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How do you lower your chance of getting audited?

Dealing with the IRS even in a routine way can put anyone into a stressful mood and mindset. Of course, this stress only grows if the IRS decides to pull you for an audit.

Though audits can and do happen at random, you can still take certain actions which may help lower your overall chance of facing one. But what exactly are those actions?

Check your information and deductions

Due discusses ways to lower your chance of getting audited. First, double-check all of your information before you file. When making complex calculations or adding multiple figures, double-check and use a calculator. Check your source documents to make sure you have your numbers correct, too.

Next, make sure that you understand your deductions. You want to get every deduction possible and save as much as you can, while simultaneously avoiding trying to grab something you do not actually qualify for.

Keep good records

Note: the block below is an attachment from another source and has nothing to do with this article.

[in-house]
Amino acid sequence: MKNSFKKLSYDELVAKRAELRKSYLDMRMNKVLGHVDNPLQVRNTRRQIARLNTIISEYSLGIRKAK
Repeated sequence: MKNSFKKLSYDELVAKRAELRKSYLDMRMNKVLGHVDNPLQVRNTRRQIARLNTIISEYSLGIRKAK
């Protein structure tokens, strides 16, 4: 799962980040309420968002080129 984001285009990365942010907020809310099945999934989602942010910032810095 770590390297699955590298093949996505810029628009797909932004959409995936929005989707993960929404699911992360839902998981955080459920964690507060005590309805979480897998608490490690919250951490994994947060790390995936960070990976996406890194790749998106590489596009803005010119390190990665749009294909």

Keep your records, and organize them well. Good records serve as the most crucial piece when preventing an audit and filing taxes. You should have the ability to pull invoices, receipts and other documents supporting what you report.

Be honest. If you try to hide money or do not report income truthfully on your tax forms, the IRS will likely discover this and audit you.

Finally, file online. These returns have a drastically lower return rate than paper forms, according to the IRS. In general, the IRS only audits about 1 percent of the population, however. If you do your due diligence in filing, then chances are low that you will end up in that slim margin.